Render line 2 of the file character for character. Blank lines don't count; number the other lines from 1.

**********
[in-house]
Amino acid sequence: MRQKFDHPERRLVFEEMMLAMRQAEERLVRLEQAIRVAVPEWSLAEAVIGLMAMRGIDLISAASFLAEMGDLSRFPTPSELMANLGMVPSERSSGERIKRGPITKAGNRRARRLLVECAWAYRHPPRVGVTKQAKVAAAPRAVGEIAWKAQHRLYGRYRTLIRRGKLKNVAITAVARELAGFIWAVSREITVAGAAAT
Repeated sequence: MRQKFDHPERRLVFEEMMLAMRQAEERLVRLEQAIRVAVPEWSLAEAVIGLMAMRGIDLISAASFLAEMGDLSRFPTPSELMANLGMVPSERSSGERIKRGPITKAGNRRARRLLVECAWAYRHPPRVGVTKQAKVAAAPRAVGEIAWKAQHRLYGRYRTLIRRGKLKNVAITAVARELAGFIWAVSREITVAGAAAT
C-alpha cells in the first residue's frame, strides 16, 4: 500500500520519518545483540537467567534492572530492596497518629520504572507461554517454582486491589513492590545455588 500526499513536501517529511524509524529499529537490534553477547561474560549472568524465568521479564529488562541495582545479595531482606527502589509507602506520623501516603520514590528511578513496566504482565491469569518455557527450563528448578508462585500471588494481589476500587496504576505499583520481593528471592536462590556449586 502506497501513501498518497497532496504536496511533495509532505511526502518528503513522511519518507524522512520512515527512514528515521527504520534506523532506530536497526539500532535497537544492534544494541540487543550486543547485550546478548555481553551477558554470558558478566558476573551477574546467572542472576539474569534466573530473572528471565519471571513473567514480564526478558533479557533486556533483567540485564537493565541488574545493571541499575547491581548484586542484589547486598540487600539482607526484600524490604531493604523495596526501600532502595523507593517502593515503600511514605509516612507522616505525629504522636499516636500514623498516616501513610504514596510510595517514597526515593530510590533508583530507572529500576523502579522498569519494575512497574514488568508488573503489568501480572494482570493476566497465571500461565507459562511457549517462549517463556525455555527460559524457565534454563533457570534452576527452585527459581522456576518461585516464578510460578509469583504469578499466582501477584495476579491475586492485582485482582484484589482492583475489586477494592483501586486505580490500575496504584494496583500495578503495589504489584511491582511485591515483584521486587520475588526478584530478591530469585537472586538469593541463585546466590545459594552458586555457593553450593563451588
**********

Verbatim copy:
Amino acid sequence: MRQKFDHPERRLVFEEMMLAMRQAEERLVRLEQAIRVAVPEWSLAEAVIGLMAMRGIDLISAASFLAEMGDLSRFPTPSELMANLGMVPSERSSGERIKRGPITKAGNRRARRLLVECAWAYRHPPRVGVTKQAKVAAAPRAVGEIAWKAQHRLYGRYRTLIRRGKLKNVAITAVARELAGFIWAVSREITVAGAAAT